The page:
William W. Hurst
Law Office of William W. Hurst, LLC
50 S. Meridian St., Suite 600, Indianapolis, IN 46204
Once a law suit is filed, both an insured and insurer have obligations to fulfill under their policy agreement. Indiana law recognizes the validity of cooperation clauses and an insured’s breach of that clause can preclude recovery under the policy. This can be worrisome for injured plaintiff’s dealing with a non-compliant defendant. There are three main things a plaintiff needs to know when faced with a defendant failing to communicate with their insurer: what the defendant’s obligations are, what the insurer must prove, and how an injured plaintiff can respond.
Generally, there are conditions that an insured must comply with before recovering under the policy. Such conditions often include notice to the company, time, place, and other circumstances of the accident, as well as the name and addresses of the injured. Additionally, a false furnishing of information on the part of the insured has been held a breach of cooperation. Though an inconsequential lack of cooperation will likely be insufficient to void a policy.
When there is a breach of the cooperation clause, the insurance company can seek to relieve their liability. Before the insurance company asserts the noncooperation defense, they must show:
The insurer must demonstrate the reasonableness of the means used to acquire cooperation from the insured. The reasonableness of the insurance company will be decided on a case-by-case basis. This requirement protects both the injured and the insurance company by placing the burden to obtain cooperation on the company. Courts have said it is not an unreasonable burden for insurance companies to contact the police, place of employment, and post office for forwarding addresses of their insured. Further, it has been said an insurer failed to use good faith and diligence when the insured was unaware of the suit. Med. Assur. Co. v. Miller, 779 F. Supp. 2d 902, 919 (N.D. Ind. 2011).
The insured’s failure to cooperate with the insurance company must be intentional. An insurer’s actions are insufficient when an insured initially reports an action and the insurer fails to continue contact. The insured’s lack of communication is not intentional in this situation and will not preclude recovery under the policy. Newport v. MFA Ins. Co., 448 N.E.2d 1223 (Ind. Ct. App. 1983).
In Indiana, the insurer must show the insured’s absence caused actual prejudice. The lack of cooperation must be material, actual prejudice will not be assumed simply from absence. That is, the insurer received a less favorable verdict due to the insured’s absence. Thus, courts will likely deny an insurer’s noncooperation defense until the underlying action has ended and actual prejudice can be shown.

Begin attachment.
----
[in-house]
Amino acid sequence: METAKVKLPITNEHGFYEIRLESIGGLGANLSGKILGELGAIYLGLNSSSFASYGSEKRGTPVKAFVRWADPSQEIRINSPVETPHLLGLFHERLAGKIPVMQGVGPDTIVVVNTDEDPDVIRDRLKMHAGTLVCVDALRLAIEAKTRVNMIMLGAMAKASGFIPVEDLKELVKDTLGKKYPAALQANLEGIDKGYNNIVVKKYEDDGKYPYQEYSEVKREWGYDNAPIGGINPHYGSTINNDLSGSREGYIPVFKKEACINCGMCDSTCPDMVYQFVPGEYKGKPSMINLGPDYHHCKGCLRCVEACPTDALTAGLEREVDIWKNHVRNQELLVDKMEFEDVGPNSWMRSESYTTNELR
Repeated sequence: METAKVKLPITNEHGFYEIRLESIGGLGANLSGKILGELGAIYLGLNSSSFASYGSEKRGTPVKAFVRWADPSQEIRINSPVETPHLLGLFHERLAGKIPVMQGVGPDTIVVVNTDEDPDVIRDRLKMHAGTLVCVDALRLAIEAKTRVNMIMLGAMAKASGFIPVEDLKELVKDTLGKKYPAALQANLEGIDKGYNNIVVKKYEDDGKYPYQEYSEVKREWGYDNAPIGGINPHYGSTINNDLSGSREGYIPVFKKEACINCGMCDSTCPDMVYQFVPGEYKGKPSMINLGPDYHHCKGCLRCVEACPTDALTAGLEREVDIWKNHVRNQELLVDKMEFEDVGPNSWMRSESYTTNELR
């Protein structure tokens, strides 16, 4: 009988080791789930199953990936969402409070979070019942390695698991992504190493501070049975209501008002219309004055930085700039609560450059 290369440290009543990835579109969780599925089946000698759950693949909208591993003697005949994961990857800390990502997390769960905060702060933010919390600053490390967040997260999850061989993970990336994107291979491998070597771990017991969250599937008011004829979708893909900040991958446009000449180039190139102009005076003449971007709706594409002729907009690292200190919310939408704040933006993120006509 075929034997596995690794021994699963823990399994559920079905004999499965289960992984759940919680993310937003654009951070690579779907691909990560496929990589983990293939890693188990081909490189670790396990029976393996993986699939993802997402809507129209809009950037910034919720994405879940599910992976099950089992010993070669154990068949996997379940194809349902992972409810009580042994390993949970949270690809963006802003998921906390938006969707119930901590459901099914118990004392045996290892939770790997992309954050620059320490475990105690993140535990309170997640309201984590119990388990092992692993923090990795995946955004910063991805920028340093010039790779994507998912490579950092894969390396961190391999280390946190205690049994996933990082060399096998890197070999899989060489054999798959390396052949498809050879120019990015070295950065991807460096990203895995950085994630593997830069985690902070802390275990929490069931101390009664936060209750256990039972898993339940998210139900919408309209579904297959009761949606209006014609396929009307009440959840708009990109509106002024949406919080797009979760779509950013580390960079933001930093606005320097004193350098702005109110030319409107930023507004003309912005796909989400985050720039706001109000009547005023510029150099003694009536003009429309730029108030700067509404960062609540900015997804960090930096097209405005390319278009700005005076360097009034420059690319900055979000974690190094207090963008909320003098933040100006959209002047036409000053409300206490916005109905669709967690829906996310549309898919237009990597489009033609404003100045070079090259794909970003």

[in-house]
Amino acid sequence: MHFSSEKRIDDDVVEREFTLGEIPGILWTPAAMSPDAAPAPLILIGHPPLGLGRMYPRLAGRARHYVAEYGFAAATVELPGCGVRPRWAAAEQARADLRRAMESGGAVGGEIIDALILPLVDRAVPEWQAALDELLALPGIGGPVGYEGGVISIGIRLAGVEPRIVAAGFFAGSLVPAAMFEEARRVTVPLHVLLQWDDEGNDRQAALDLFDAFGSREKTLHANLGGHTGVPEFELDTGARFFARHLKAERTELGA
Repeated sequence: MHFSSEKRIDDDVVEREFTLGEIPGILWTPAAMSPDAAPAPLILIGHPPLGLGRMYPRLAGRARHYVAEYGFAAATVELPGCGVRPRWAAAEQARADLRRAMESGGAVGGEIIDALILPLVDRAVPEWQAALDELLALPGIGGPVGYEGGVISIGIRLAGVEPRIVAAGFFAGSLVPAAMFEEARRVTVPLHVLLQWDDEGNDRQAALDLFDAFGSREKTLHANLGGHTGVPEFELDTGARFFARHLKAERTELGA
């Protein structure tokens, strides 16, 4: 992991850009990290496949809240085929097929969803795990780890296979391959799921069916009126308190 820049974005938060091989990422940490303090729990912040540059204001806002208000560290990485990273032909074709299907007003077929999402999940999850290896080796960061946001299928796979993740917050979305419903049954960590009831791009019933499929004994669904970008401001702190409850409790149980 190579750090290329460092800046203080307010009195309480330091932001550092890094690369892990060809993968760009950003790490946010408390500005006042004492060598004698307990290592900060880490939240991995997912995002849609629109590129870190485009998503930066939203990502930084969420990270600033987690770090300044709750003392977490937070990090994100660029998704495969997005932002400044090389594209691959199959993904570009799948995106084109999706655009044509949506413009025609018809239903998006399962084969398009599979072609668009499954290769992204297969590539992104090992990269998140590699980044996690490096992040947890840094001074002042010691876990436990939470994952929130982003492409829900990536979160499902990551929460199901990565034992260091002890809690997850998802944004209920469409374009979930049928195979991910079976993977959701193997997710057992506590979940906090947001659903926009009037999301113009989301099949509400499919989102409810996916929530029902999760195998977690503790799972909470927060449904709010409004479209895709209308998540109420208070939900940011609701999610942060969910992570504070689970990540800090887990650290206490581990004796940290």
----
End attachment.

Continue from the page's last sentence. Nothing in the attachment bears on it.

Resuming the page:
An insurance company’s denial to defend their insured comes at their own peril. Which means, if the court finds the insurance company failed to prove noncooperation, they will be liable for the underlying action. Indiana law allows insurer to proceed under a “reservation of rights” to protect companies from breaching their duty to defend. “An insurance company reserves its right to deny coverage, in a subsequent declaratory action, while at the same time it defends the insured. ‘Such is the purpose of a reservation of rights: to allow the insurer to fulfill the broad duty to defend while at the same time investigating and pursuing the narrower issue of whether indemnification will result.’” Wilson v. Cont’l Cas. Co., 778 N.E.2d 849, 852 (Ind. Ct. App. 2002) citing Gallant Ins. Co. v. Oswalt, 762 N.E.2d 1254, 1260 (Ind.Ct.App.2002).
This can worrisome for a plaintiff in a personal injury case, obtaining a positive verdict then finding themselves unable to recover under an insured’s policy due to lack of cooperation. Though Indiana law does not require insurance companies to disclose such information, there are certain steps a plaintiff may take to protect their interests. “A plaintiff may inquire during discovery as to whether an insured’s non-cooperation has been or threatens to become an issue as litigation continues—and/or to inquire whether the insurance carrier is proceeding under a reservation of rights—it may do so. At that point, the insured’s counsel—who may or may not be retained by the insurance company, but in either case may or may not be aware of the extent to which the insured is “cooperating” under the terms of the insurance contract—can inquire of the insurance company and give the appropriate response.” Gallant Ins. Co. v. Oswalt, 762 N.E.2d 1254, 1262 (Ind. Ct. App. 2002)
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